Aspergillus fumigatus clinical isolates carrying CYP51A TR34/L98H/S297T/F495I mutation detected after 4 years retrospective azole resistance screening test in Brazil.

Author: 

Pontes L, Beraquet CAG, Arai T, Pigolli GL, Lyra L, Watanabe A, Moretti ML, Schreiber AZ
Antimicrob Agents Chemother. 2019 Dec 23. pii: AAC.02059-19.

Abstract:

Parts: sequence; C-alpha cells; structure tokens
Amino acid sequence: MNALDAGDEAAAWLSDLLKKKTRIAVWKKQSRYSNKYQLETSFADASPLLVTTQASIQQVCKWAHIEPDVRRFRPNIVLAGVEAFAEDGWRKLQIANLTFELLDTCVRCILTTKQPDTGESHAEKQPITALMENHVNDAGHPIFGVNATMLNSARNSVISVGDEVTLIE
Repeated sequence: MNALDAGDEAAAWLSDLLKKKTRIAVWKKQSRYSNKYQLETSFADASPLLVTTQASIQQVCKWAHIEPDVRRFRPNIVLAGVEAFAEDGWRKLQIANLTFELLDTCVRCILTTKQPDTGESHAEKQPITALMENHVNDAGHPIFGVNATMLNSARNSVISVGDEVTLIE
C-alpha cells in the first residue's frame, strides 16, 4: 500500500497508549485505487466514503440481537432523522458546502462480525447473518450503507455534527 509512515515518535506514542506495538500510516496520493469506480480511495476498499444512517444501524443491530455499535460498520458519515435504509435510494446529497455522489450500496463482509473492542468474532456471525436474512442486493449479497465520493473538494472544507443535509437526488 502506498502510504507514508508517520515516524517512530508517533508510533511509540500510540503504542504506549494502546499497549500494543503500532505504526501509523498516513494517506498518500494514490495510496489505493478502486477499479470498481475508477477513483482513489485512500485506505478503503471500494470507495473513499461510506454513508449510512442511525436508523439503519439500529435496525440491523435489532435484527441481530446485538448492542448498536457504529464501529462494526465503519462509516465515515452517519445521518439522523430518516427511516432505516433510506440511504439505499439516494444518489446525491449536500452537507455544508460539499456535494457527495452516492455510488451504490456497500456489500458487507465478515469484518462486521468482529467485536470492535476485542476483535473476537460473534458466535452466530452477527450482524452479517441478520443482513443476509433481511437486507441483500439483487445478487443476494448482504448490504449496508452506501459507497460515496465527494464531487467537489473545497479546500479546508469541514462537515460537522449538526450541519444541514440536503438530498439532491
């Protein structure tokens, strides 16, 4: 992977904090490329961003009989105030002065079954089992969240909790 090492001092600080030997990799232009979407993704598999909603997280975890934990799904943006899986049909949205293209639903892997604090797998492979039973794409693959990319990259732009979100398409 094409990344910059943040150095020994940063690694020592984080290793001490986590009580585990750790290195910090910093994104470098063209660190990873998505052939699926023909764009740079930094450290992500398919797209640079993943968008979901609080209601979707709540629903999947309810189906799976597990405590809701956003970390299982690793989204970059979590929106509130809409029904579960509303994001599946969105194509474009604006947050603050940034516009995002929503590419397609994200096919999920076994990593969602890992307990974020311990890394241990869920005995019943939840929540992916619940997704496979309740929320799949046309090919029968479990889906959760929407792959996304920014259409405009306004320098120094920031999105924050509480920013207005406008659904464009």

Azole antifungals resistance in Aspergillus fumigatus is a worldwide concern. As in most public hospitals in Brazil, antifungal susceptibility tests are not routinely performed for filamentous fungi at our Institution. A 4 years retrospective azole antifungal resistance screening revealed the two azole-resistant A. fumigatus clinical isolates carrying CYP51A TR34/L98H/S297T/F495I mutation resistance mechanism obtained from two unrelated patients. Broth microdilution antifungal susceptibility showed high MICs for Itraconazole, Posaconazole, and Miconazole. STR typing analysis presented high similarity between these two isolates and clinical isolates with the same mutation reported from the Netherlands, Denmark, China, and Taiwan environmental isolates. Our findings might indicate that active searching for resistant A. fumigatus is necessary. It also represents a concern, considering that our Hospital provides tertiary care assistance to immunocompromised patients, that may be exposed to environmental resistant isolates; patients who receive prophylactic antifungal therapy or treatment for invasive fungal infections for years. In these two situations, isolates resistant to the antifungal in use may be selected within the patient's own organism. We do not know the potential of this azole-resistant A. fumigatus to spread throughout our country. In this scenario, the impact on the epidemiology and use of antifungal drugs will significantly alter patient care such as in other parts of the world. In summary, this finding is an important contribution to alert hospital microbiology routine laboratories to perform azole resistance surveillance and antifungal susceptibility tests of A. fumigatus causing infection or colonization in high-risk patients for systemic aspergillosis.